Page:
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9 recliners in a semi-circle, each with a patient resting under red blankets. Practioner seated on a small black stool giving a treatment to one patient.

Community Acupuncture and HIV/AIDS

Sunday, May 14th, 2017

by Stef Cordes & Lisa Baird, with help from Jasper Smith

Living with chronic illness is tough. It often means having to adjust to the demands of the illness as well as therapies used to treat the condition. Stress, anxiety, and anger are all very common.

Then there’s living with HIV/AIDS. Currently in Canada, HIV infections do not usually turn into AIDS unless someone is without access to effective treatment, or is significantly neglecting their medication regimen. If the condition does progress into AIDS, the immune system can be weakened to the point where “opportunistic infections” develop, potentially leading to rapid weight loss, fevers and night sweats, extreme fatigue, diarrhea, swollen lymph nodes, shingles, and pneumonia.

And then there’s the stigma and discrimination associated with HIV.

Stigma is the result of fear and ignorance surrounding the disease, and HIV discrimination means treating someone poorly based on their actual or suspected HIV status. Actual and perceived stigma and discrimination usually lead to isolation at a time when people most need help and support.

What can acupuncture help with?

Studies show that for seropositive folks, acupuncture can help with disturbed sleep, diarrhea, nausea, overall quality of life, and HIV related pain and neuropathy. Acupuncture will not interact with medication, and can actually help with the side effects of medication like diarrhea, nausea, headaches, and itching.

Acupuncture has also been shown to support the immune system. Although we were unable to find any studies on CD4 counts in people living with HIV, CD4 counts have gone up in folks with cancer after acupuncture, so it may help with CD4 counts in cases of HIV.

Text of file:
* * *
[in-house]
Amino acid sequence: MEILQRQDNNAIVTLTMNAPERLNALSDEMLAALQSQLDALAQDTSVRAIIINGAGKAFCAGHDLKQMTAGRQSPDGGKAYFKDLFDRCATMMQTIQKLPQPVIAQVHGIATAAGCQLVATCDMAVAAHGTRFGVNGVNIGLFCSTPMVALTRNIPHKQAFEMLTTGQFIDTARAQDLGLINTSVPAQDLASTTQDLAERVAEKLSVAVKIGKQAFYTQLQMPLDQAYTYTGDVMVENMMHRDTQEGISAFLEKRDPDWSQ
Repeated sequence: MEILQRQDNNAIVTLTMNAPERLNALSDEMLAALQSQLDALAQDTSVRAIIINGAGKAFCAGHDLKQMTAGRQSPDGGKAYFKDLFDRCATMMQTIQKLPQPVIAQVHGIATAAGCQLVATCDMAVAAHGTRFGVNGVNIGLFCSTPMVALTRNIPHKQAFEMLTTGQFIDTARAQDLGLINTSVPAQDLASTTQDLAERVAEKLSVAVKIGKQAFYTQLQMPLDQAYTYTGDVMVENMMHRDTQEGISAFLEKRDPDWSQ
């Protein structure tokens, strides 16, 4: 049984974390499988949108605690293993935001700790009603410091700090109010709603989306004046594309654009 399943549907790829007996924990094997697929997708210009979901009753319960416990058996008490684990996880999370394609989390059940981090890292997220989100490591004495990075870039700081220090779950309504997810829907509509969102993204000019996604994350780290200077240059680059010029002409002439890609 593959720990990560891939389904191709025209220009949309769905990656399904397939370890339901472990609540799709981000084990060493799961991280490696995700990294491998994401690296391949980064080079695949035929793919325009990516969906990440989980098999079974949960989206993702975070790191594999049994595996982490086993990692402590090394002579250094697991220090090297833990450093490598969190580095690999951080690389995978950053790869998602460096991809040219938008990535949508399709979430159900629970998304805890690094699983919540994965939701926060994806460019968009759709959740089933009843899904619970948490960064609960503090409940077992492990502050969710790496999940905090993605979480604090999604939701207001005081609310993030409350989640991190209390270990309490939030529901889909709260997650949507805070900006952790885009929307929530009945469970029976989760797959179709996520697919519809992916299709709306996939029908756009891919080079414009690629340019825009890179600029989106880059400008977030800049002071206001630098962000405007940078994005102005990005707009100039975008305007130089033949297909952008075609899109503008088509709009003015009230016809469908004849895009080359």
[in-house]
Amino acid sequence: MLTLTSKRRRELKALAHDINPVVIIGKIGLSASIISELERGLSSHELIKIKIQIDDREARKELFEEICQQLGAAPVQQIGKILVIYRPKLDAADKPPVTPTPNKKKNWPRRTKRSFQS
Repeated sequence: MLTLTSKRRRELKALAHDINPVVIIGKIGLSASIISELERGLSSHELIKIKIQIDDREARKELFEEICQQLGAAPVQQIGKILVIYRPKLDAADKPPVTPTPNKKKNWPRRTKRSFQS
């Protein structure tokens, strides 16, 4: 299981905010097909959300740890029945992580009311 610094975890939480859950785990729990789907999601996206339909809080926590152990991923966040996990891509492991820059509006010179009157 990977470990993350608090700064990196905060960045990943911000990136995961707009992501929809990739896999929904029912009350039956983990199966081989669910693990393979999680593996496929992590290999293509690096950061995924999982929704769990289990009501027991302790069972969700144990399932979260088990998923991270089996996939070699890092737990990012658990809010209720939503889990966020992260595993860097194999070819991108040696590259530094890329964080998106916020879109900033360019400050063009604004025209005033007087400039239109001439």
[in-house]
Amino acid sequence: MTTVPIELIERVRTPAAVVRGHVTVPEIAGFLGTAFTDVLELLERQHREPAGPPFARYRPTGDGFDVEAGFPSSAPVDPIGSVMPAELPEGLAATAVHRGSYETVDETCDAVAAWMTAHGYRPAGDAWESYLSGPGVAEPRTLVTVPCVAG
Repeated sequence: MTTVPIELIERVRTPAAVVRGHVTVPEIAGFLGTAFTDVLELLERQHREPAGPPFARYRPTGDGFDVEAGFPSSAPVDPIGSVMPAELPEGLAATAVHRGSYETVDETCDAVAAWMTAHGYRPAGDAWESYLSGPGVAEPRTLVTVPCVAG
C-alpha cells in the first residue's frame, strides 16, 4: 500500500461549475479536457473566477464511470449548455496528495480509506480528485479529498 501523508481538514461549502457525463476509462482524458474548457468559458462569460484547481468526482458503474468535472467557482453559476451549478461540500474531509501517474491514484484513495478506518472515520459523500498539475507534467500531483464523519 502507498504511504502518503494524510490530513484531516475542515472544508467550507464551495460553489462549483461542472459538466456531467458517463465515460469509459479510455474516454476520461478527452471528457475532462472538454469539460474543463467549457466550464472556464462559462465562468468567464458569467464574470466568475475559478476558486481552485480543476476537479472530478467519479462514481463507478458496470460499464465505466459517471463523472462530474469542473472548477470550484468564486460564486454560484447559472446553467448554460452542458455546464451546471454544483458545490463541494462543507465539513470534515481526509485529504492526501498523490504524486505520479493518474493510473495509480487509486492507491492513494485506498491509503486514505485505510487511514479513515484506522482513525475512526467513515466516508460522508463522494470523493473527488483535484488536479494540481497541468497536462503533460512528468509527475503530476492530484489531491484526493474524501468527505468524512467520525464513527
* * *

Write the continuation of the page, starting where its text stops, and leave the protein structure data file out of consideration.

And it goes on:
Stress usually goes up after a diagnosis like HIV. This can dramatically affect your recovery and how you cope. Luckily we know that acupuncture is great at treating stress, it’s one of the most common complaints folks come in with and we commonly see excellent results.

Universal precautions and your privacy

At GCA we use universal precautions for blood-borne illnesses, which means that we use new sterile single-use needles with every single one of our patients, and promptly dispose of each needle after use.

Our intake form gives you an opportunity to disclose your serostatus, but you choose what parts of the intake form you fill out. Knowing your status could give us a sense of other symptoms you may be experiencing, but we can treat you effectively for your symptoms without knowing your serostatus. You decide what you want to tell us, and when.

There are very few diagnoses that come with the stigma and discrimination associated with of HIV and AIDS. Isolation is a real factor in our physical and mental health; human beings are not built to struggle through things alone. One of of the reasons that people love coming to our clinic is because it interrupts isolation.

If you have questions about how community acupuncture can support you, please get in touch.

9 recliners in a semi-circle, each with a patient resting under red blankets. Practioner seated on a small black stool giving a treatment to one patient.

photo by Vanessa Tignanelli

 

EKOS Research Associates Inc. (2012). HIV/AIDS attitudinal tracking survey. Final report. http://www.catie.ca/sites/default/files/2012-HIV-AIDS-attitudinal-tracking-survey-final-report.pdf

Phillips, K., Skelton, W. (2001). Effect of Individualized Acupuncture on Sleep Quality in HIV Disease, Journal of the Association of Nurses in Aids Care 12(1), 27-39.

http://www.nursesinaidscarejournal.org/article/S1055-3290(06)60168-4/abstract

Beal, M, Nield-Anderson, L. (2000). Acupuncture for symptom relief in HIV-positive adults: Lessons learned from a pilot study, Alternative Therapies, 6(5), 33-42.

http://search.proquest.com/openview/f036c4c6353d9c78722a1db468e7cdd3/1?pq-origsite=gscholar&cbl=32528

Chang, B., Sommers, E. (2011). Acupuncture and the relaxation response for treating gastrointestinal symptoms in HIV patiens on highly active antiretroviral threapy, Aupuncture in Medicine, 29, 180-187. http://aim.bmj.com/content/29/3/180.short

Change, B., Boehmer, U., Zhao, Y, and Sommers, E. (2007).The Combined Effect of rElaxation REsponse and Acupuncture on Quality of Life in Patients with HIV: A Pilot Study. The Journal of Alternative and Complementary Medicine, 13(8), 807-816. http://online.liebertpub.com/doi/abs/10.1089/acm.2007.7024

Phillips, K., Skelton, W., and Hand, G. (2004). Effect of Acupuncture Administered in a Group Setting on Pain and Subjective Peripheral Neuropathy in Persons with Human Immunodeficiency Virus Disease, The Journal of Alternative and Complementary Medicine, 10(3), 449-455.

http://online.liebertpub.com/doi/abs/10.1089/1075553041323678

 

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GIA